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1063 records – page 1 of 107.

Validating the 'clinical learning environment, supervision and nurse teacher' CLES+T instrument in primary healthcare settings using confirmatory factor analysis.

https://arctichealth.org/en/permalink/ahliterature124305
Source
J Clin Nurs. 2012 Jun;21(11-12):1785-8
Publication Type
Article
Date
Jun-2012
Author
Elisabeth Bos
Hassan Alinaghizadeh
Mikko Saarikoski
Päivi Kaila
Author Affiliation
Center for Family and Community Medicine, Huddinge, Sweden. elisabeth.bos@sll.se
Source
J Clin Nurs. 2012 Jun;21(11-12):1785-8
Date
Jun-2012
Language
English
Publication Type
Article
Keywords
Factor Analysis, Statistical
Faculty, Nursing
Humans
Learning
Nurses
Sweden
PubMed ID
22594389 View in PubMed
Less detail

Data quality and factor analysis of the Danish version of the Relationship Scale Questionnaire.

https://arctichealth.org/en/permalink/ahliterature285664
Source
PLoS One. 2017;12(5):e0176810
Publication Type
Article
Date
2017
Author
Christina Maar Andersen
Anette Fischer Pedersen
Anders Helles Carlsen
Frede Olesen
Peter Vedsted
Source
PLoS One. 2017;12(5):e0176810
Date
2017
Language
English
Publication Type
Article
Keywords
Adult
Denmark
Factor Analysis, Statistical
Humans
Interpersonal Relations
Surveys and Questionnaires
Abstract
The Relationship Scale Questionnaire (RSQ) is a widely-used measure of adult attachment, but whether the results obtained by the RSQ fit the attachment construct has only been examined to a limited extent.
The objectives of this study were to investigate the psychometric properties of the Danish translation of the RSQ and to test whether the results are consistent with the hypothesized model of attachment.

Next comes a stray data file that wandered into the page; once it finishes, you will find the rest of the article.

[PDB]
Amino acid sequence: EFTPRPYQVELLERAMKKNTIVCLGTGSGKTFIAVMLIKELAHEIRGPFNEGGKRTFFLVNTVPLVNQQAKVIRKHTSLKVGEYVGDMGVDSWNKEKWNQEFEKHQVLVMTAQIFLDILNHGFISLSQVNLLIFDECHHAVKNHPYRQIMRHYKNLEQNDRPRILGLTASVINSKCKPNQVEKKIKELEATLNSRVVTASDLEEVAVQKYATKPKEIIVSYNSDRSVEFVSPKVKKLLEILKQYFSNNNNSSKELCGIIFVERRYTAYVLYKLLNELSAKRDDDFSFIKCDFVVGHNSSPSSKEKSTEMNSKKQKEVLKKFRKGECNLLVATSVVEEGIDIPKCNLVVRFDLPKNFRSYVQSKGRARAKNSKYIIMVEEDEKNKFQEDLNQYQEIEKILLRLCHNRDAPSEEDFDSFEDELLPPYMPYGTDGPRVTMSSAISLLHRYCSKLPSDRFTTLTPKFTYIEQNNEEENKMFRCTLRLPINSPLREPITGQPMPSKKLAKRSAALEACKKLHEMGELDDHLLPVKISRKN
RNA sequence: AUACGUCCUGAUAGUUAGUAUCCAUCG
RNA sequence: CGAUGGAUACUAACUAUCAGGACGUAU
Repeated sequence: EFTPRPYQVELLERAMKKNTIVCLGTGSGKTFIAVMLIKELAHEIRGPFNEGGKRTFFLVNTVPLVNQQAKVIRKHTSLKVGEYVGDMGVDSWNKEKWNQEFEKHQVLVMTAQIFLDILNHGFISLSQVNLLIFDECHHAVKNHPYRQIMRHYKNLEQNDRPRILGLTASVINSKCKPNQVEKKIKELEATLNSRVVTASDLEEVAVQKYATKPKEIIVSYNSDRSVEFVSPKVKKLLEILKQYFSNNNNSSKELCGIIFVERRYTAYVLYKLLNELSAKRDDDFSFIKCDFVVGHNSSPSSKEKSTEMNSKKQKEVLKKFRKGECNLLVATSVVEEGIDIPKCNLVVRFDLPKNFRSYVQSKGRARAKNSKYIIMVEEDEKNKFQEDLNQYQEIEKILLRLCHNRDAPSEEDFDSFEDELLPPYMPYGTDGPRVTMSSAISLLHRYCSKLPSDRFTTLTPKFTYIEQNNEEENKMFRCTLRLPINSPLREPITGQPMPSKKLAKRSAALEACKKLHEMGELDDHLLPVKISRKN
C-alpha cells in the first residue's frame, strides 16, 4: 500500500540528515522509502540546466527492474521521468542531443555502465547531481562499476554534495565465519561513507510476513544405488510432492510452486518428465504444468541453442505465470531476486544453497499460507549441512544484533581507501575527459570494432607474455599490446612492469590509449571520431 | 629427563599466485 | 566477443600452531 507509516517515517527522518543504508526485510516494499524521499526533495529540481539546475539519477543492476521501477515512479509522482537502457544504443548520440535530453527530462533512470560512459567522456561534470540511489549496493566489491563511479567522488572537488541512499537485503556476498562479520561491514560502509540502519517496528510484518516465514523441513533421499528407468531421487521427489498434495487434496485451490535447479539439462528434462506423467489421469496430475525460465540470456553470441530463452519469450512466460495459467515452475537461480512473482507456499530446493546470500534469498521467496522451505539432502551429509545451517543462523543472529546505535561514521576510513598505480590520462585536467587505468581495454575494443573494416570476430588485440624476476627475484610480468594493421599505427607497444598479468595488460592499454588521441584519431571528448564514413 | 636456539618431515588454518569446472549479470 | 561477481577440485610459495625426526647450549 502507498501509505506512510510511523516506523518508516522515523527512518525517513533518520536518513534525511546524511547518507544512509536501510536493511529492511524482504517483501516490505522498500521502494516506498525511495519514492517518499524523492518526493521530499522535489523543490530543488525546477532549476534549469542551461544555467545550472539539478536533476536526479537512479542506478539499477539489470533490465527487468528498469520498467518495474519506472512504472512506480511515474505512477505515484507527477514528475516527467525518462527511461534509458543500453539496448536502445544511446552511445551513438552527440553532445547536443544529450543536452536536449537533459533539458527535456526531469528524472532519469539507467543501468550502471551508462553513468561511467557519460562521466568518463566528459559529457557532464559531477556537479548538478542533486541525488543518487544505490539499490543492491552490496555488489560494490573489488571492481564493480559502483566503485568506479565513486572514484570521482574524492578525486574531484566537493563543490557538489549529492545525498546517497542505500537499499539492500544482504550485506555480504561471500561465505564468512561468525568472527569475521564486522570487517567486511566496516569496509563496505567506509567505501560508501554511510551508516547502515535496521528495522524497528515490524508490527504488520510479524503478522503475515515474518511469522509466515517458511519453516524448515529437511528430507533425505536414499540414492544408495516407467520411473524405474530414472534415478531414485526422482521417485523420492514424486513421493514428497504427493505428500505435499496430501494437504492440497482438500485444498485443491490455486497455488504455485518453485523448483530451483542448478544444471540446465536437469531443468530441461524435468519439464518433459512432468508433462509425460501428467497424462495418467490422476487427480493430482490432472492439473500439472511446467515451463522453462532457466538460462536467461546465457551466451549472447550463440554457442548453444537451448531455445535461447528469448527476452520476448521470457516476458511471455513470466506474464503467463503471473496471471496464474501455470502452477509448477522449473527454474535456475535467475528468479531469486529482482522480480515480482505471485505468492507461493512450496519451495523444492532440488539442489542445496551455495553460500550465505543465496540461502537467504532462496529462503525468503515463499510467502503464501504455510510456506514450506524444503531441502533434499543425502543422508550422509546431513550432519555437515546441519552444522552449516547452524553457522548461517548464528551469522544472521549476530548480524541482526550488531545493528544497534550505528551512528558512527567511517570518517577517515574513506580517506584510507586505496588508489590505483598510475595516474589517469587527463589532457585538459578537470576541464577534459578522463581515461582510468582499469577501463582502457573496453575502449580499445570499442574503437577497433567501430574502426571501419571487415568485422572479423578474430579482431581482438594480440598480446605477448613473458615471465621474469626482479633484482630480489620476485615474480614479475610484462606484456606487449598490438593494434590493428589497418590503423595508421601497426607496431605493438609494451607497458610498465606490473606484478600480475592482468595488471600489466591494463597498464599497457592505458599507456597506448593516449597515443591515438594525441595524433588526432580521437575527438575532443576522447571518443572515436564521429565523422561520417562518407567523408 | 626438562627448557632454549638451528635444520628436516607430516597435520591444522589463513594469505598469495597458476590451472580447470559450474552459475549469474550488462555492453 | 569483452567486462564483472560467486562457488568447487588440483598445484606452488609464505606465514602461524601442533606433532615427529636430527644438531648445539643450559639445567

The study included two samples: 602 general practitioners and 611 cancer patients. The two samples were analyzed separately. Data quality was assessed by mean, median and missing values for each item, floor and ceiling effects, average inter-item correlations and Cronbach's a for each subscale. Test-retest was assessed by intra-class correlations among 76 general practitioners. A confirmatory factor analysis was conducted to establish evidence of the four proposed subscales. Due to an inadequate fit of the model, data was randomly split into two equally sized subsamples and an exploratory factor analysis was conducted for all 30 items in the first subsample comprised of 286 cancer patients and 285 general practitioners. The EFA yielded a three-factor structure which was validated through a confirmatory factor analyses in a second subsample comprised of 278 cancer patients and 289 general practitioners.